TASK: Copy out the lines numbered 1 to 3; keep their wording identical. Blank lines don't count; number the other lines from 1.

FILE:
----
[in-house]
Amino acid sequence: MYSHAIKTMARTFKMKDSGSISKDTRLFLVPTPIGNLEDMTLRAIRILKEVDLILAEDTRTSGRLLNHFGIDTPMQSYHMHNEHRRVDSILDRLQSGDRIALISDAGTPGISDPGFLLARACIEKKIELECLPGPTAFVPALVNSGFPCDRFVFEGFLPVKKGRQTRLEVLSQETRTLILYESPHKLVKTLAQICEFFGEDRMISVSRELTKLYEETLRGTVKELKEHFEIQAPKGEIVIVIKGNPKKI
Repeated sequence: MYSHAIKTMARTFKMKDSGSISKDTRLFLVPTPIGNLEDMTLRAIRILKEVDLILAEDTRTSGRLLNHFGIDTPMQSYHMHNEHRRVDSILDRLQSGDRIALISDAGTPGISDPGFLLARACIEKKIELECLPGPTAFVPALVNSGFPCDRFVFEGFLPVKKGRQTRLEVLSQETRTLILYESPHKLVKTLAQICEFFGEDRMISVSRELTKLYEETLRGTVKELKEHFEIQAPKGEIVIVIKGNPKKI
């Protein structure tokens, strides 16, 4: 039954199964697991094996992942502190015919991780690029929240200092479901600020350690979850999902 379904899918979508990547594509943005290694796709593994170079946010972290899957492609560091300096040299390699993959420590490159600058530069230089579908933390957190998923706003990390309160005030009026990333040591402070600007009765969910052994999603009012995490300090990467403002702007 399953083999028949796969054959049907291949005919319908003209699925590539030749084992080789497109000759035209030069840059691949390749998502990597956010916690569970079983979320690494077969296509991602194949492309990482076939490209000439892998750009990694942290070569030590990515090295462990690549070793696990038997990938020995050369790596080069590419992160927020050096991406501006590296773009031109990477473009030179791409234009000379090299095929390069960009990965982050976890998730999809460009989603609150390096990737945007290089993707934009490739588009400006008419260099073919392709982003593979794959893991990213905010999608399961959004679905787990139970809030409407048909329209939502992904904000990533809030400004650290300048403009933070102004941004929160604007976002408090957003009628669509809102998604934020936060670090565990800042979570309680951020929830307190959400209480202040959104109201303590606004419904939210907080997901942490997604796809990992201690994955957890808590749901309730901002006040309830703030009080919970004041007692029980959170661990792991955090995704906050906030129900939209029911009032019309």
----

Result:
[in-house]
Amino acid sequence: MYSHAIKTMARTFKMKDSGSISKDTRLFLVPTPIGNLEDMTLRAIRILKEVDLILAEDTRTSGRLLNHFGIDTPMQSYHMHNEHRRVDSILDRLQSGDRIALISDAGTPGISDPGFLLARACIEKKIELECLPGPTAFVPALVNSGFPCDRFVFEGFLPVKKGRQTRLEVLSQETRTLILYESPHKLVKTLAQICEFFGEDRMISVSRELTKLYEETLRGTVKELKEHFEIQAPKGEIVIVIKGNPKKI
Repeated sequence: MYSHAIKTMARTFKMKDSGSISKDTRLFLVPTPIGNLEDMTLRAIRILKEVDLILAEDTRTSGRLLNHFGIDTPMQSYHMHNEHRRVDSILDRLQSGDRIALISDAGTPGISDPGFLLARACIEKKIELECLPGPTAFVPALVNSGFPCDRFVFEGFLPVKKGRQTRLEVLSQETRTLILYESPHKLVKTLAQICEFFGEDRMISVSRELTKLYEETLRGTVKELKEHFEIQAPKGEIVIVIKGNPKKI